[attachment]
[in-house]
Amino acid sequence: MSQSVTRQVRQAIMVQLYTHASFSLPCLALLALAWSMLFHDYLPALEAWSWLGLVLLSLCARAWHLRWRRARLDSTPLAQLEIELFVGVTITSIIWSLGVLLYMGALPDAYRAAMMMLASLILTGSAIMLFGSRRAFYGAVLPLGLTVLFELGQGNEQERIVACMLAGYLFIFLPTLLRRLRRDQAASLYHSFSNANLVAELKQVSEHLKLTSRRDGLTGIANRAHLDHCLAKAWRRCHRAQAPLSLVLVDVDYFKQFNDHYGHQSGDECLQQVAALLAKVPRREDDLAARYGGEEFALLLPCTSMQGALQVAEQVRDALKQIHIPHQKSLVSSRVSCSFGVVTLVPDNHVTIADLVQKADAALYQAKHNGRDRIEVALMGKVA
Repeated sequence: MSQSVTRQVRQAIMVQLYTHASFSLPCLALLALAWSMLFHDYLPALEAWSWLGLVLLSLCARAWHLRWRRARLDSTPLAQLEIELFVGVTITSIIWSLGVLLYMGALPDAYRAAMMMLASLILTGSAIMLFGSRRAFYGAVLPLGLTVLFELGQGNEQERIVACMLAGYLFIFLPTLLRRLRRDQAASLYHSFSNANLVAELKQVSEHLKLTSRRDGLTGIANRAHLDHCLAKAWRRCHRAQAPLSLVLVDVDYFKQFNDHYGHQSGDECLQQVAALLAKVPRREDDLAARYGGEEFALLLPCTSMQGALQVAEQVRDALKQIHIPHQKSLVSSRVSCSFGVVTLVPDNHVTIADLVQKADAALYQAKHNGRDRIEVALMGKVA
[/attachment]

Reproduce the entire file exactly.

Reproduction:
[in-house]
Amino acid sequence: MSQSVTRQVRQAIMVQLYTHASFSLPCLALLALAWSMLFHDYLPALEAWSWLGLVLLSLCARAWHLRWRRARLDSTPLAQLEIELFVGVTITSIIWSLGVLLYMGALPDAYRAAMMMLASLILTGSAIMLFGSRRAFYGAVLPLGLTVLFELGQGNEQERIVACMLAGYLFIFLPTLLRRLRRDQAASLYHSFSNANLVAELKQVSEHLKLTSRRDGLTGIANRAHLDHCLAKAWRRCHRAQAPLSLVLVDVDYFKQFNDHYGHQSGDECLQQVAALLAKVPRREDDLAARYGGEEFALLLPCTSMQGALQVAEQVRDALKQIHIPHQKSLVSSRVSCSFGVVTLVPDNHVTIADLVQKADAALYQAKHNGRDRIEVALMGKVA
Repeated sequence: MSQSVTRQVRQAIMVQLYTHASFSLPCLALLALAWSMLFHDYLPALEAWSWLGLVLLSLCARAWHLRWRRARLDSTPLAQLEIELFVGVTITSIIWSLGVLLYMGALPDAYRAAMMMLASLILTGSAIMLFGSRRAFYGAVLPLGLTVLFELGQGNEQERIVACMLAGYLFIFLPTLLRRLRRDQAASLYHSFSNANLVAELKQVSEHLKLTSRRDGLTGIANRAHLDHCLAKAWRRCHRAQAPLSLVLVDVDYFKQFNDHYGHQSGDECLQQVAALLAKVPRREDDLAARYGGEEFALLLPCTSMQGALQVAEQVRDALKQIHIPHQKSLVSSRVSCSFGVVTLVPDNHVTIADLVQKADAALYQAKHNGRDRIEVALMGKVA